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YouTuber That Muslim Guy challenges stereotypes in mainstream media 

“When a Muslim does something wrong, Islam goes to court.”

Mohamed El-Attar, 22, creates short, satirical videos in the hopes of countering ignorance and stereotypes about Islam. - COURTESY THE MUSLIM GUY
  • Mohamed El-Attar, 22, creates short, satirical videos in the hopes of countering ignorance and stereotypes about Islam.
  • COURTESY THE MUSLIM GUY

Nowadays when you watch the news, Muslims are not presented in the best light,” says Mohamed El-Attar.

A 22-year-old accountant by day, El-Attar has launched a YouTube channel called That Muslim Guy—creating short, satirical videos in the hopes of countering the hate, ignorance and stereotypes he believes the mainstream media helps spread about Islam.

“A lot of people misunderstand Islam, thinking that as a Muslim you have to be an old, grumpy person who hates everything,” says El-Attar. “But Islam promotes humour, smiling and the living of a happy, balanced life and that’s why I thought of presenting facts about Islam using comedy.”

Some video topics so far include a humourous look at “What is Islam?” and an explanation of The Trump Effect. El-Attar says he’s frustrated watching media associate Islam with violence and politics, and hopes to show a more normalized view with his videos.

“The majority of Muslims aren’t hurting anyone,” he says, “but then a small minority commits a terrorist act and they suddenly become the representatives of Islam.”

According to Media Smart, a Canadian not-for-profit charitable organization for digital and media literacy, “the most prevalent Islamic stereotype is the radical Muslim who is bent on waging jihad, or holy war, against the West. It usually represents violence as an inseparable part of being Muslim.”

El-Attar says there’s often a bias in how stories involving Muslims and crime are framed in the news. The Chapel Hill shooting of 2015—where three Muslims were killed—wasn’t reported as a hate crime or terrorism, he says, but a crazy, lone-wolf shooting about a parking dispute.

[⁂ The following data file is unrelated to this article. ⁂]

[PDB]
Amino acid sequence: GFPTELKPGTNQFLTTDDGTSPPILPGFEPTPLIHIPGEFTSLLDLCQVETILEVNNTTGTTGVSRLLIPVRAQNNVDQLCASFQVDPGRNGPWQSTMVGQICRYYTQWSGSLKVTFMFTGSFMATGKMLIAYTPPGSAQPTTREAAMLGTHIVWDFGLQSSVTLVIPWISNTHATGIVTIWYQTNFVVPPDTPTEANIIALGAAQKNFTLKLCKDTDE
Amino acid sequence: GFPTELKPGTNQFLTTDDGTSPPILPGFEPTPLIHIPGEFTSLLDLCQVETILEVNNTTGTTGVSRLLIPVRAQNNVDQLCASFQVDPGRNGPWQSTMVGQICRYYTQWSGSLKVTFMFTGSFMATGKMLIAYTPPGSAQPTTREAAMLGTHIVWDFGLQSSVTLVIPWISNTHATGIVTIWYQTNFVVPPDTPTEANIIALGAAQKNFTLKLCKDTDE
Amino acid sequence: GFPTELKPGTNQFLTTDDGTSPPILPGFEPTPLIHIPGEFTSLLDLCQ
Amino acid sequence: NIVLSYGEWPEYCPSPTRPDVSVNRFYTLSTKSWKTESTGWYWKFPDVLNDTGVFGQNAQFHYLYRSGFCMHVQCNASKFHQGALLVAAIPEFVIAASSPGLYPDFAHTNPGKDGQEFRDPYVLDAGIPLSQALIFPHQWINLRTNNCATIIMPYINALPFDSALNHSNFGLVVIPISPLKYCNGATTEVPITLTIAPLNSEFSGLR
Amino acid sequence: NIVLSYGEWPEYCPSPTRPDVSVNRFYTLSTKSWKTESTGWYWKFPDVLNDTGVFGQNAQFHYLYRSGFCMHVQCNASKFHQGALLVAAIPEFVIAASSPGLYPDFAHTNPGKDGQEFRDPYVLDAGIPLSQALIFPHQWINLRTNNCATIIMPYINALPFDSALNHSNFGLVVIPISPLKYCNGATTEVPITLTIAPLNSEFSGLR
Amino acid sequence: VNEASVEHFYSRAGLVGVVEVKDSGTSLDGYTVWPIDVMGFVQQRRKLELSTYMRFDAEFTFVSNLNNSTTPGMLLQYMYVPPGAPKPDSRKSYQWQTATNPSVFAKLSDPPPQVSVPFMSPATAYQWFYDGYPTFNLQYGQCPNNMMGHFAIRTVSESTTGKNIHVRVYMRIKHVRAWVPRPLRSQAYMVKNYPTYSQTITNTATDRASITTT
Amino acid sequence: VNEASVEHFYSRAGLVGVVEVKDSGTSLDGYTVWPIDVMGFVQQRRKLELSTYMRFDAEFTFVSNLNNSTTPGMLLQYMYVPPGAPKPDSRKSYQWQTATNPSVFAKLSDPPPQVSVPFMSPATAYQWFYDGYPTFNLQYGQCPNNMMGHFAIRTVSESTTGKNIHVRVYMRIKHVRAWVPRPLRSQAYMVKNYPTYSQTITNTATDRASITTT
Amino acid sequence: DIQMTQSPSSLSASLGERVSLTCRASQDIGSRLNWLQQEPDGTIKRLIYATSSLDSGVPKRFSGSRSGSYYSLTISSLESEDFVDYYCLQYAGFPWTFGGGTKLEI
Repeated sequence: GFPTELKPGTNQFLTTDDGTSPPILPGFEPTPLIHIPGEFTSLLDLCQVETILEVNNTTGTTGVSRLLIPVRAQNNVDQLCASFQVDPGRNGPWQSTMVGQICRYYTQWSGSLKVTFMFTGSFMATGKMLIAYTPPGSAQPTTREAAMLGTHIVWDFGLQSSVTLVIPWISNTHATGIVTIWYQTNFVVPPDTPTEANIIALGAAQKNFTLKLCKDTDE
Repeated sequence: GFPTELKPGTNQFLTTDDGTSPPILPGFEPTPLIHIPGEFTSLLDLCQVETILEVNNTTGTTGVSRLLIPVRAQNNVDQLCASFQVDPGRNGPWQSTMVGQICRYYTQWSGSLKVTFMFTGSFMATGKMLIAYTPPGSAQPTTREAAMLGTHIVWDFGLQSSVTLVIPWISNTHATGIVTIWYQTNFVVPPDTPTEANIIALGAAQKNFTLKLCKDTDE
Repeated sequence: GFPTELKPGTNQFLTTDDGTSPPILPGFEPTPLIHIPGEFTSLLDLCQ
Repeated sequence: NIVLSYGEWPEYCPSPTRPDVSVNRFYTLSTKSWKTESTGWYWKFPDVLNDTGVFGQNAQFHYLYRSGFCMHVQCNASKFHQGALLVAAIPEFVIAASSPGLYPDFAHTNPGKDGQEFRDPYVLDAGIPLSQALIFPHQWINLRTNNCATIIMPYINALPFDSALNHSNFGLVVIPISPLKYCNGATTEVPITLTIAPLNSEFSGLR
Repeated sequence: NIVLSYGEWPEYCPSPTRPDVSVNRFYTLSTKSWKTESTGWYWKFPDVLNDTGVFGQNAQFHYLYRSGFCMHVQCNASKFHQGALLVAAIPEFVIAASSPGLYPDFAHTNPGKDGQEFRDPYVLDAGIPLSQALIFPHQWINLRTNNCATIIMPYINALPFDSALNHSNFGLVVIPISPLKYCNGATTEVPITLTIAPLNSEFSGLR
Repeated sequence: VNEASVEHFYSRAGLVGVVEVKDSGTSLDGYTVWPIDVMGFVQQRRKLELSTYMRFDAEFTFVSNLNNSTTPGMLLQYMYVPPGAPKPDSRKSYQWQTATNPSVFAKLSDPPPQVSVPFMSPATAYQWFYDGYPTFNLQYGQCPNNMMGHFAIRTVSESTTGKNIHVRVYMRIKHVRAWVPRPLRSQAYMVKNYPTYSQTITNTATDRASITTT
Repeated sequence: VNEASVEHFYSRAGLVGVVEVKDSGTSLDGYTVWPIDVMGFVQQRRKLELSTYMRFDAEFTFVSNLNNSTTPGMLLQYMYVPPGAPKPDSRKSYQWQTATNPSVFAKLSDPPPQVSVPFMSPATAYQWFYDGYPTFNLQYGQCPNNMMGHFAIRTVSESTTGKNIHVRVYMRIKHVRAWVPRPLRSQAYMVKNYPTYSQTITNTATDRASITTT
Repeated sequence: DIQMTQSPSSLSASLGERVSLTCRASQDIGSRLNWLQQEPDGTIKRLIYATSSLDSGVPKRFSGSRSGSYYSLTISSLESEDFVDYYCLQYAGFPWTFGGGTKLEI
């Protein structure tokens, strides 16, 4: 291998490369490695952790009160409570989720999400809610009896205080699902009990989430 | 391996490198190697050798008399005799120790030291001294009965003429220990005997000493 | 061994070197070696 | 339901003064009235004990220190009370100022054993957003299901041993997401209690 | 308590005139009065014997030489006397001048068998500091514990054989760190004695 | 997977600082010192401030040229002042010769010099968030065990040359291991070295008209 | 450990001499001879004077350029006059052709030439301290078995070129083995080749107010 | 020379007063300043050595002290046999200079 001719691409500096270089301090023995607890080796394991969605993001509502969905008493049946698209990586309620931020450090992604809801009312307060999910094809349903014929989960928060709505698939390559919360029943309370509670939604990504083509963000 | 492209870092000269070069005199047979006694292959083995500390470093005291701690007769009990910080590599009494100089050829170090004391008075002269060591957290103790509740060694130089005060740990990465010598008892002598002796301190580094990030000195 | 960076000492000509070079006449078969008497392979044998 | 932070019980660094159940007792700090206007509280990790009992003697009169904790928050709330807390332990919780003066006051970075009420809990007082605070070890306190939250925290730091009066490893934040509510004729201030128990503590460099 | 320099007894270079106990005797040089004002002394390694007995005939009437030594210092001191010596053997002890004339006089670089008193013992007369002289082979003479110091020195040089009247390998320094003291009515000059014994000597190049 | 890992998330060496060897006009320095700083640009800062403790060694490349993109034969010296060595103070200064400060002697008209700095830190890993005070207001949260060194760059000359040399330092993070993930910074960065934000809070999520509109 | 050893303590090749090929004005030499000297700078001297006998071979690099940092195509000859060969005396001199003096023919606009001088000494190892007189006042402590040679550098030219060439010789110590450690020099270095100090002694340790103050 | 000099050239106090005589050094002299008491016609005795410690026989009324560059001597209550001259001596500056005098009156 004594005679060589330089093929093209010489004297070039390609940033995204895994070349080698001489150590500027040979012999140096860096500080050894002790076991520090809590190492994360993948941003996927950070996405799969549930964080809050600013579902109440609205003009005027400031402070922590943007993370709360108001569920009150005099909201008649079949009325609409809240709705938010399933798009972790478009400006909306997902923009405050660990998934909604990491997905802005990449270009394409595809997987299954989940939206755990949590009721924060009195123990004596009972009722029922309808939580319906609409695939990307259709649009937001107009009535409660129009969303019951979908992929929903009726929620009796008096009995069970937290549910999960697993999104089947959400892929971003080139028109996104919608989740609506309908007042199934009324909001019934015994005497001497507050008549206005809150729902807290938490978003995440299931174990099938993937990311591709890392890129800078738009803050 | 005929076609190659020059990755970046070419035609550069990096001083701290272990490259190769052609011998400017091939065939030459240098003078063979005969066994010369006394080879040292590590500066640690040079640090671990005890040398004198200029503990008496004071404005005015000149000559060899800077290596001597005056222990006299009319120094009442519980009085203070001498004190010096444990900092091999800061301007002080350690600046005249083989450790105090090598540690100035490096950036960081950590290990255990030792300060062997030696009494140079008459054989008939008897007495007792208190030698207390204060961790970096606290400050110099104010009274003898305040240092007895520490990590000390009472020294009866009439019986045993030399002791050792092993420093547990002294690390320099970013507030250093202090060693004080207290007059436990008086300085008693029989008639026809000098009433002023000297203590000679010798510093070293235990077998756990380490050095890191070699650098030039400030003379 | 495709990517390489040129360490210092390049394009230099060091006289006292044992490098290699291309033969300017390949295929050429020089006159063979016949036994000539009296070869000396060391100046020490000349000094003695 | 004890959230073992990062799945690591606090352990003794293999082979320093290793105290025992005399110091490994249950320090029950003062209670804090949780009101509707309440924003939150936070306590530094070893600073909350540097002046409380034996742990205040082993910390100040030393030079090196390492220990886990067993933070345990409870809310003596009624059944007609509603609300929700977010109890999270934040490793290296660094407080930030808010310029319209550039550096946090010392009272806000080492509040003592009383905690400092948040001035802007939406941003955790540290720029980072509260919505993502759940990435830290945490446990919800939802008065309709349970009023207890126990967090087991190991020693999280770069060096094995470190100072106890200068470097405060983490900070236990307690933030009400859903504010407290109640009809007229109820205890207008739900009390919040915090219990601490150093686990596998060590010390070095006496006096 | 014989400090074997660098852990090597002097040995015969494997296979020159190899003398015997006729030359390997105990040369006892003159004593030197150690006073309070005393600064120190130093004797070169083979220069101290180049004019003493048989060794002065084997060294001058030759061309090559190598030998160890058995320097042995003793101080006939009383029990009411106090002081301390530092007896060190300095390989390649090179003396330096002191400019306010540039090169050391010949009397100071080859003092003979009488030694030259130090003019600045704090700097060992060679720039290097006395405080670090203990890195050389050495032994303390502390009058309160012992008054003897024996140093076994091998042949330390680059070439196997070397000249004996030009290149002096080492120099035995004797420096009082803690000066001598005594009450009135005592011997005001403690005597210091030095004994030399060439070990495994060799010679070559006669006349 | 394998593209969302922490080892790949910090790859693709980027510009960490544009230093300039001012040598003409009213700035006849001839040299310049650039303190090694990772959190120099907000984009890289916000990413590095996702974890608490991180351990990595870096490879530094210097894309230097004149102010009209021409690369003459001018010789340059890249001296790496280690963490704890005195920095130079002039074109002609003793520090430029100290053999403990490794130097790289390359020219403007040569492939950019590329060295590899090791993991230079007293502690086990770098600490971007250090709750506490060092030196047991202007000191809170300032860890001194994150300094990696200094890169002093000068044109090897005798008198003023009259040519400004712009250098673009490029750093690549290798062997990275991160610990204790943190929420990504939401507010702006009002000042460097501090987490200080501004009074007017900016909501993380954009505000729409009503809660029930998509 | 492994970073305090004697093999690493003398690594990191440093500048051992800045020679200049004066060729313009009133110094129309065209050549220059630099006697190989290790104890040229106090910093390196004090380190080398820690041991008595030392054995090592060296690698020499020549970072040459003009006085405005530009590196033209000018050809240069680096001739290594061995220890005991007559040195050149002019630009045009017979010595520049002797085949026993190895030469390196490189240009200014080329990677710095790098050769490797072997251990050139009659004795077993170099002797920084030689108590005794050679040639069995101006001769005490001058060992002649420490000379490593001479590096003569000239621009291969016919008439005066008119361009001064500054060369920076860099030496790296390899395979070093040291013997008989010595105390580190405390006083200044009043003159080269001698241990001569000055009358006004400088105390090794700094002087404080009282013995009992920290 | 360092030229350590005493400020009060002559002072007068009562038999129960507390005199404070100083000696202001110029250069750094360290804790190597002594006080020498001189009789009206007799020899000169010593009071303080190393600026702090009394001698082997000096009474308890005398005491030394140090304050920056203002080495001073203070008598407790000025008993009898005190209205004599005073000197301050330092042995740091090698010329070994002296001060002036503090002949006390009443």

“When a Muslim does something wrong, Islam goes to court,” says El-Attar, “but when a non-Muslim does something wrong, that individual goes to court, not the religion.”

Zia Khan, imam at the Centre for Islamic Development on Robie Street, says local media in Halifax is not covering enough stories about Muslims, and is also misinformed about the culture.

“Sometimes the media sees us in terms of how we dress, the way we walk or just because of our ethnic features and they think we are unable to articulate our point of views, so they somehow extract their nonsensical ideas from CNN or Fox News,” says Khan.

The Centre was recently in the news because of a business dispute with its neighbour, Good Robot Brewing. That news attracted some attention from anti-Islamic commenters, but Khan says the worst story ever covered about Muslims in Halifax was the one that appeared in The Chronicle Herald this past spring, which reported that a refugee child choked a classmate with a chain while yelling “Muslims rule the world.” The Herald later retracted and apologized for the story.

“It was a hoax that created a lot of hate for us,” says Khan.

El-Attar says there aren’t a lot of stories being covered about the Halifax Muslim community, but he doesn’t entirely blame local media.

“It is also our fault because we are not doing enough events or gatherings to represent our religion and to show people that we are part of this community and that we can offer something.”

Khan believes it’s important for more young people, like El-Attar, to voice their opinions and take a stand against harmful stereotypes—whether those stereotypes are against Muslims or any other community.

“If you see any group, whether it be Jewish, Korean or Japanese, being scapegoated for something wrong, then we as Muslims should stand up for them,” says Khan. “So if it is happening to us, then that’s what we should do, too.”

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